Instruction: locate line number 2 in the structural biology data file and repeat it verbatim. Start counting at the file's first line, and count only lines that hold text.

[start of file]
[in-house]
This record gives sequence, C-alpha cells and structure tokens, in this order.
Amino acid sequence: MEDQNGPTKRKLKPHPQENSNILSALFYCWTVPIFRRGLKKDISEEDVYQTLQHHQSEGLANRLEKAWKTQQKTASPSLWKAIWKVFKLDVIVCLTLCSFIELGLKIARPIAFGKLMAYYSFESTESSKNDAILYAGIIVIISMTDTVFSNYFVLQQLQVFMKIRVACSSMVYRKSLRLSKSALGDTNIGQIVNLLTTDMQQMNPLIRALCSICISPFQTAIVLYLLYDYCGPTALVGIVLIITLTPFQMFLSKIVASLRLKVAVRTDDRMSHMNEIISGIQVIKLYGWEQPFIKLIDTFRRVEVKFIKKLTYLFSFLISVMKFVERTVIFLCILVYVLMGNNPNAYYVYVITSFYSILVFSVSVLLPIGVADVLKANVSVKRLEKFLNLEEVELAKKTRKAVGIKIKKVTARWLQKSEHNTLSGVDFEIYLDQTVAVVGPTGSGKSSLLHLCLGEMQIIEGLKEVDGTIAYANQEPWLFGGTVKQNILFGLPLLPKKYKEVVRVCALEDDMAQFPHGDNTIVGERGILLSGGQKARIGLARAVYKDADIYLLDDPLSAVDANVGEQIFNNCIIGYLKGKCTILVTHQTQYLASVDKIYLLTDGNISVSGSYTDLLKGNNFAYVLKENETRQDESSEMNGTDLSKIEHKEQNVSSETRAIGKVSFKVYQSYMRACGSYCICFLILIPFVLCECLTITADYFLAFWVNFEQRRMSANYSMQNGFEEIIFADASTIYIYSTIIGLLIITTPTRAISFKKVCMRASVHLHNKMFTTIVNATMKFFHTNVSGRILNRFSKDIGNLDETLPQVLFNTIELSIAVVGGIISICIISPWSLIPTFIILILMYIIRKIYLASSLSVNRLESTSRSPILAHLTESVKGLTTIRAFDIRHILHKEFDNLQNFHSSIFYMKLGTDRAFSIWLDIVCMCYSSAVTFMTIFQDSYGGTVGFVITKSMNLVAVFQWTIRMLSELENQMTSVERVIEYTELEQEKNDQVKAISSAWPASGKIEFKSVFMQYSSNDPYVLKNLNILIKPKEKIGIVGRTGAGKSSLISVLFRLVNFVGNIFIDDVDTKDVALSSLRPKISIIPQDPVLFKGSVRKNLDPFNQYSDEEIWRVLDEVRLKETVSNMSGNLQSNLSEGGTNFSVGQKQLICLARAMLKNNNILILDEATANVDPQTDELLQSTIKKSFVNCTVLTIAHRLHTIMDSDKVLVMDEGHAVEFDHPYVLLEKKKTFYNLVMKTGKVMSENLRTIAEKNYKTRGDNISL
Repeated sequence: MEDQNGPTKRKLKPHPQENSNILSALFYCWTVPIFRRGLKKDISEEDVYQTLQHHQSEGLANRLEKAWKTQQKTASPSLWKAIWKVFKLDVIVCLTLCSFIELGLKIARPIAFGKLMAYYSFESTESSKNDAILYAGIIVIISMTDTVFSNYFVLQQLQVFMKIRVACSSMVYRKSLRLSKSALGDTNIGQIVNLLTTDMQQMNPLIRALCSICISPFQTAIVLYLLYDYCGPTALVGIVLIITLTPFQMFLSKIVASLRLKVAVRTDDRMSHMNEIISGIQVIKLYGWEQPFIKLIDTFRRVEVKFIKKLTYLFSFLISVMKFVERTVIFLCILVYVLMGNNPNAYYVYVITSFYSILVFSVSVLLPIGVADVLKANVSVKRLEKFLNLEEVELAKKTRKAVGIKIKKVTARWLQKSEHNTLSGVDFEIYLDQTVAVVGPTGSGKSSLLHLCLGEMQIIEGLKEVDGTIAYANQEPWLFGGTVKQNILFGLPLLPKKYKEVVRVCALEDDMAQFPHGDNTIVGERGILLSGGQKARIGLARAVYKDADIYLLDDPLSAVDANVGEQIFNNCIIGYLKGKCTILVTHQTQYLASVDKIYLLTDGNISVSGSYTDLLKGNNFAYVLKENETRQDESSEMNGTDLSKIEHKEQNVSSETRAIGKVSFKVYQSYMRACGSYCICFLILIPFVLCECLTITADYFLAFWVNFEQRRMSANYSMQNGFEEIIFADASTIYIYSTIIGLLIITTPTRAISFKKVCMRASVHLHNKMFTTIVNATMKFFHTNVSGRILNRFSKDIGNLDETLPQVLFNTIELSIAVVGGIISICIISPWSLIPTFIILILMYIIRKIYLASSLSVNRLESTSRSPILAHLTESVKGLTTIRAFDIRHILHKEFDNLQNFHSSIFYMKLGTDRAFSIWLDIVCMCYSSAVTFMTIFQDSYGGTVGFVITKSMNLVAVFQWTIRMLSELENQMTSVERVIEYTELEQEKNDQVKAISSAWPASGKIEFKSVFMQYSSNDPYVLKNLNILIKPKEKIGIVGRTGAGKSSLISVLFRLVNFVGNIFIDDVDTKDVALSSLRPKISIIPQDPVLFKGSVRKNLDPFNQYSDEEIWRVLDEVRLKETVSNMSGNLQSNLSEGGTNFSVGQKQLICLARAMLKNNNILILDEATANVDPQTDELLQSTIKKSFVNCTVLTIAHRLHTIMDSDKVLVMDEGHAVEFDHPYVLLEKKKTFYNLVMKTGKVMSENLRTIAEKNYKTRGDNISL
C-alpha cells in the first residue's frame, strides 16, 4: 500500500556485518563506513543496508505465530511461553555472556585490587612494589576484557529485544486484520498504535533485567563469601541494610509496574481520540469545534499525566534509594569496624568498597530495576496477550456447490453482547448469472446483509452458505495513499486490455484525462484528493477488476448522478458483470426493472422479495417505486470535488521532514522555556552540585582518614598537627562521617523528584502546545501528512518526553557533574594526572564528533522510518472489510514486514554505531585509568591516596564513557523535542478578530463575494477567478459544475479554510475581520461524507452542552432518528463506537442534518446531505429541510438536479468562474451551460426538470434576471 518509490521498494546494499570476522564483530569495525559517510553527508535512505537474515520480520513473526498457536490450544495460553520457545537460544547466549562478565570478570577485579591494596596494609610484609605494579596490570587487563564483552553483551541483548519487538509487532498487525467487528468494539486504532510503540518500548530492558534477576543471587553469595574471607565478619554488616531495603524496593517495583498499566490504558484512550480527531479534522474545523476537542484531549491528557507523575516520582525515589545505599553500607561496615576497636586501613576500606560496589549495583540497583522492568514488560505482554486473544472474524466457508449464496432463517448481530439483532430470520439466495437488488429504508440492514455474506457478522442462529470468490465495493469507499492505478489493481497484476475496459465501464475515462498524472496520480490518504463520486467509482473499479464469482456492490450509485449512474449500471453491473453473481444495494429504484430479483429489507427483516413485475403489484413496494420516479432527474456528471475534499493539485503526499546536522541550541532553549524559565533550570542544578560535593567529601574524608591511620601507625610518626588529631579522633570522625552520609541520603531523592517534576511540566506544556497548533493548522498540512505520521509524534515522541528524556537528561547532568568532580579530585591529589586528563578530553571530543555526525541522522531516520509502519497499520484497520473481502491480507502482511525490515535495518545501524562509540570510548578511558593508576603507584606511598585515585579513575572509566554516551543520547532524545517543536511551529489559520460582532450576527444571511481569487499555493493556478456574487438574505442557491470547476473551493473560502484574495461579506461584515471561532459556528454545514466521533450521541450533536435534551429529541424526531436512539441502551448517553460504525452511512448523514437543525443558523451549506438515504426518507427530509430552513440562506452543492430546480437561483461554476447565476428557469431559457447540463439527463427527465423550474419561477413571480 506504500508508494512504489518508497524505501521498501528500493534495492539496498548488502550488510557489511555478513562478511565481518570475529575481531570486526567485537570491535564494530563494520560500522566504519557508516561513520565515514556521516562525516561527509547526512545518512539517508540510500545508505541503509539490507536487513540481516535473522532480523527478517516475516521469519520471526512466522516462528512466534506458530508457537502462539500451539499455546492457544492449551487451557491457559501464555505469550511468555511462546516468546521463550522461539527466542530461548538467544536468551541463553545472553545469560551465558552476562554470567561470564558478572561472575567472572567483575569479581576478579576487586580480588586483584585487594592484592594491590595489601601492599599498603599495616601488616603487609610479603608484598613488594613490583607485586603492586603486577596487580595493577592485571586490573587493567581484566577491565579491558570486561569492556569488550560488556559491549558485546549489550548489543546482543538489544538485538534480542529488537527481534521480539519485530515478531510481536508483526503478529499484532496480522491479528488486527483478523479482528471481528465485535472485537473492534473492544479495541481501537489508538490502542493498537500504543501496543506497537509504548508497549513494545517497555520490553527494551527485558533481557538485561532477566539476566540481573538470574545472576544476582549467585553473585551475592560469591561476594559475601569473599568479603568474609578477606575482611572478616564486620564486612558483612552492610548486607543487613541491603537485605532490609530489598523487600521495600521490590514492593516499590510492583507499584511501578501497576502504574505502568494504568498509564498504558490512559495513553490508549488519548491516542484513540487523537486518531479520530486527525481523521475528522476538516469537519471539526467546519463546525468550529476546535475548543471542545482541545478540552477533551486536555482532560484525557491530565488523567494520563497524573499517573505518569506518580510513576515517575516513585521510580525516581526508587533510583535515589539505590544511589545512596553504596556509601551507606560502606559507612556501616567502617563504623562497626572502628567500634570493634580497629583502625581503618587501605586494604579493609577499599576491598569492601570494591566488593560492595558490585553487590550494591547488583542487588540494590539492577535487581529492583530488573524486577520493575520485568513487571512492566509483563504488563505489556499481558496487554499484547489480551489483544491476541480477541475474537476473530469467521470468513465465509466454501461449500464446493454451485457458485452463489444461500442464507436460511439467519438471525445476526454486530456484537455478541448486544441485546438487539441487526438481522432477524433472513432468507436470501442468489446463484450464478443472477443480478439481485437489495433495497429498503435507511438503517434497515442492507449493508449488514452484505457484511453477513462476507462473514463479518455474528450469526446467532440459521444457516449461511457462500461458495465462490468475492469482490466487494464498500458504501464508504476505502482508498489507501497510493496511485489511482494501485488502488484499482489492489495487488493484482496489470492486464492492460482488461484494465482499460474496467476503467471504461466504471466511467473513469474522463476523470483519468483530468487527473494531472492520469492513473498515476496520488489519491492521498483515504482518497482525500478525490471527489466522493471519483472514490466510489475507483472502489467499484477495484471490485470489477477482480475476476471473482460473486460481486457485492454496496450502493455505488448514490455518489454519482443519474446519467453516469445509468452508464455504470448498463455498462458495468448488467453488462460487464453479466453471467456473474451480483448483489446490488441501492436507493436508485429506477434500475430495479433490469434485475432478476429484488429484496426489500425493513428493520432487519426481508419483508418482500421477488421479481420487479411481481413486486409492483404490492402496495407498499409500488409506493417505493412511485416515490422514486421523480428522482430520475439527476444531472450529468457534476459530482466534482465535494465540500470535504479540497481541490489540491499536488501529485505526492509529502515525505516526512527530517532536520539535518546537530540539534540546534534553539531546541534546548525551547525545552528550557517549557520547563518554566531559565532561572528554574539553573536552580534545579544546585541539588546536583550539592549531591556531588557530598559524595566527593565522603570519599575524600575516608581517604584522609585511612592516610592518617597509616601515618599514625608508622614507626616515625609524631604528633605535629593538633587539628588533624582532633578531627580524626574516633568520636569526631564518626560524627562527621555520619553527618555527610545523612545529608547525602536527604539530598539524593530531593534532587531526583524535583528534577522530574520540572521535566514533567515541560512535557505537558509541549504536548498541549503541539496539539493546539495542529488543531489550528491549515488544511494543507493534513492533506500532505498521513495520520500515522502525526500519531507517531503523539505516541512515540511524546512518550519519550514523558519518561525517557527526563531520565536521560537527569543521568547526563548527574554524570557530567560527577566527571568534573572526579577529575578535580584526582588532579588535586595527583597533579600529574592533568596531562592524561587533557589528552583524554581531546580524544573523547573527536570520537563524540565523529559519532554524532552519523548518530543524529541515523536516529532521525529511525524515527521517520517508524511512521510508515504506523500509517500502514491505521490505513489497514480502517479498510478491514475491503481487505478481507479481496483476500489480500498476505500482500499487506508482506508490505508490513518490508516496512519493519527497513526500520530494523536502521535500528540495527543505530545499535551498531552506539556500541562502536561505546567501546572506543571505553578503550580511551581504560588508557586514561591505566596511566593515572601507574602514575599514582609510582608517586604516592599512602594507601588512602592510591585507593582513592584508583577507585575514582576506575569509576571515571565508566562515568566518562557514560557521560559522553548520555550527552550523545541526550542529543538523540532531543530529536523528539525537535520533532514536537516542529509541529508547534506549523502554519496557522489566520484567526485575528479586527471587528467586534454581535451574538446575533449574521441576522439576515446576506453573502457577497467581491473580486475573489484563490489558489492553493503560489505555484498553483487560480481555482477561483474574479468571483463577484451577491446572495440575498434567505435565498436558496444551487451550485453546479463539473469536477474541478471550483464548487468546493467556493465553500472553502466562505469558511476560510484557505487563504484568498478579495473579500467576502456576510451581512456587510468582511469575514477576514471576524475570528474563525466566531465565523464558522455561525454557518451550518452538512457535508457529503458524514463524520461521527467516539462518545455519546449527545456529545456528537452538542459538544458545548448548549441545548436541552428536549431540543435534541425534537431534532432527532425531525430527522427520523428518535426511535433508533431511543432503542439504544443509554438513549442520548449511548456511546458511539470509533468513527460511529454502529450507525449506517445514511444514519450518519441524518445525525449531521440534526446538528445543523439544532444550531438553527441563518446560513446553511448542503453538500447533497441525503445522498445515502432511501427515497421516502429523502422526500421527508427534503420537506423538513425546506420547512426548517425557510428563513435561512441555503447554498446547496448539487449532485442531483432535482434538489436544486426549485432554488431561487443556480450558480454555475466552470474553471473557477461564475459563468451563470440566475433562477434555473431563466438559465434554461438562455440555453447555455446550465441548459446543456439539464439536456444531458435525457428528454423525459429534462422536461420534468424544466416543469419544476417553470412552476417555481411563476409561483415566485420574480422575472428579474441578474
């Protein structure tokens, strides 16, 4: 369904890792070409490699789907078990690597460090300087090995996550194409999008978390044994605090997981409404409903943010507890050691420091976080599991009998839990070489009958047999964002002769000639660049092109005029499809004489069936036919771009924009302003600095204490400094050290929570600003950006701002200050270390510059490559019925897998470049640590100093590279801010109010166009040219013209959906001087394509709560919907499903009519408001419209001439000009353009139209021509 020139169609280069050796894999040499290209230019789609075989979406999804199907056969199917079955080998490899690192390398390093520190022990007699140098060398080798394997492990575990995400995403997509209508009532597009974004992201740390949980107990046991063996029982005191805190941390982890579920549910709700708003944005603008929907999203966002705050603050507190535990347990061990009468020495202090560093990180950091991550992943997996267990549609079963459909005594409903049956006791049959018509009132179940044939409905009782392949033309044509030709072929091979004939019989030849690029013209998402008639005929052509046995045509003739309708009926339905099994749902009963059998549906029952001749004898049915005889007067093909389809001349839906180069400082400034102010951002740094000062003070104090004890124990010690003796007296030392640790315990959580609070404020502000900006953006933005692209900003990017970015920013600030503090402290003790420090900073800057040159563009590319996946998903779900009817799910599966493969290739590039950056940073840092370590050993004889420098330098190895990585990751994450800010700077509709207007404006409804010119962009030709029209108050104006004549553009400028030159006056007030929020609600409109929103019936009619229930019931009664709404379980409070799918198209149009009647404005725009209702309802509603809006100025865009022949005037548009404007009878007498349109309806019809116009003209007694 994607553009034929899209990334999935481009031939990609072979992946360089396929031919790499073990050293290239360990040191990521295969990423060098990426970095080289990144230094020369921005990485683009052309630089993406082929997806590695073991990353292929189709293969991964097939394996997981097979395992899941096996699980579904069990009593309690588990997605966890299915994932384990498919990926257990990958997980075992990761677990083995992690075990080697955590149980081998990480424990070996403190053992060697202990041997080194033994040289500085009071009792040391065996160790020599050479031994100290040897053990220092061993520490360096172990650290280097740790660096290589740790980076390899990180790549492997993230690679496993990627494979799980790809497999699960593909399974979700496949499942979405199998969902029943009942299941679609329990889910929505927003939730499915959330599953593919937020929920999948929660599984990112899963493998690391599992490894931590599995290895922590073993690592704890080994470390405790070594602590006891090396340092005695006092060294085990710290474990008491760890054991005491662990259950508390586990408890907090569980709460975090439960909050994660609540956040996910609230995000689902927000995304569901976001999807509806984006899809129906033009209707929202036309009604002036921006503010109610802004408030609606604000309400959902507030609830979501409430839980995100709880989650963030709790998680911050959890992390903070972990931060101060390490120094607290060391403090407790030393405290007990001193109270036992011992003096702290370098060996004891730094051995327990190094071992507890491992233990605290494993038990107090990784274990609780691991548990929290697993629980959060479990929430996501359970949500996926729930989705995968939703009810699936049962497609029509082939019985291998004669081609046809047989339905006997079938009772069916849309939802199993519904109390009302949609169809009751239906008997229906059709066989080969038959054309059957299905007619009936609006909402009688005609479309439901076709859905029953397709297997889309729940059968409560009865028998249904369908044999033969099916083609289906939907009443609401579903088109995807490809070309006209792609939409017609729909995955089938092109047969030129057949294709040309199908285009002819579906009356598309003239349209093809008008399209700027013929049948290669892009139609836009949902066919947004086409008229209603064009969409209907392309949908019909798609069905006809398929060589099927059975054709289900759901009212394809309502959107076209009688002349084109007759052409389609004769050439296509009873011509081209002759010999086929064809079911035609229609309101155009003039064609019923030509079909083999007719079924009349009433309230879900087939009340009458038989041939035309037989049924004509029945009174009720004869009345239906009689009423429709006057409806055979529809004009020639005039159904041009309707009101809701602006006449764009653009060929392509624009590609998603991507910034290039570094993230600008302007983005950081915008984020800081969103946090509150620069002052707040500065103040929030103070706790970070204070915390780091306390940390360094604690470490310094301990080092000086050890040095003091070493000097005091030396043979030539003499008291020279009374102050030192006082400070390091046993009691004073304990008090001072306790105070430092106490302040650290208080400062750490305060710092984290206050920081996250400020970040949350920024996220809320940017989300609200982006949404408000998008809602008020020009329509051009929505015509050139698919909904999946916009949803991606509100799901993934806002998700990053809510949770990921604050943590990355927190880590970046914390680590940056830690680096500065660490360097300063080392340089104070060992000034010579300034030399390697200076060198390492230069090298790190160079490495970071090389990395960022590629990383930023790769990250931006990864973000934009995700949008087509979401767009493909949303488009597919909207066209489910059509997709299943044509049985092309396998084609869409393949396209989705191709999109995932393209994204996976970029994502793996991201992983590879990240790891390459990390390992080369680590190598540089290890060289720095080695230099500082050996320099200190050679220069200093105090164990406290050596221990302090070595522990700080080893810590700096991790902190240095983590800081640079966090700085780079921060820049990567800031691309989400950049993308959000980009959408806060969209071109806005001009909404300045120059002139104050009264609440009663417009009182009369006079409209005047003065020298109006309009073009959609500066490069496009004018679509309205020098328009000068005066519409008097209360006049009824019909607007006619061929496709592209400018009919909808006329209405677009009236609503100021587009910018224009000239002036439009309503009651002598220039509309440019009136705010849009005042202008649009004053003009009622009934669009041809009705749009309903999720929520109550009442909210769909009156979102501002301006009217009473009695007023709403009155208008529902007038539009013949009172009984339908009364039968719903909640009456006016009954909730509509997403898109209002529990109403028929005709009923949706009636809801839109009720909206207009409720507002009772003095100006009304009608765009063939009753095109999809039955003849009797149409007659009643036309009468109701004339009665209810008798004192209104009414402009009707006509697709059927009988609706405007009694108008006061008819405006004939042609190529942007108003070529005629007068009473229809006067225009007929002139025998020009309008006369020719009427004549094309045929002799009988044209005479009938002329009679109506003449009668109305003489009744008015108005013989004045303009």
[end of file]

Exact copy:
This record gives sequence, C-alpha cells and structure tokens, in this order.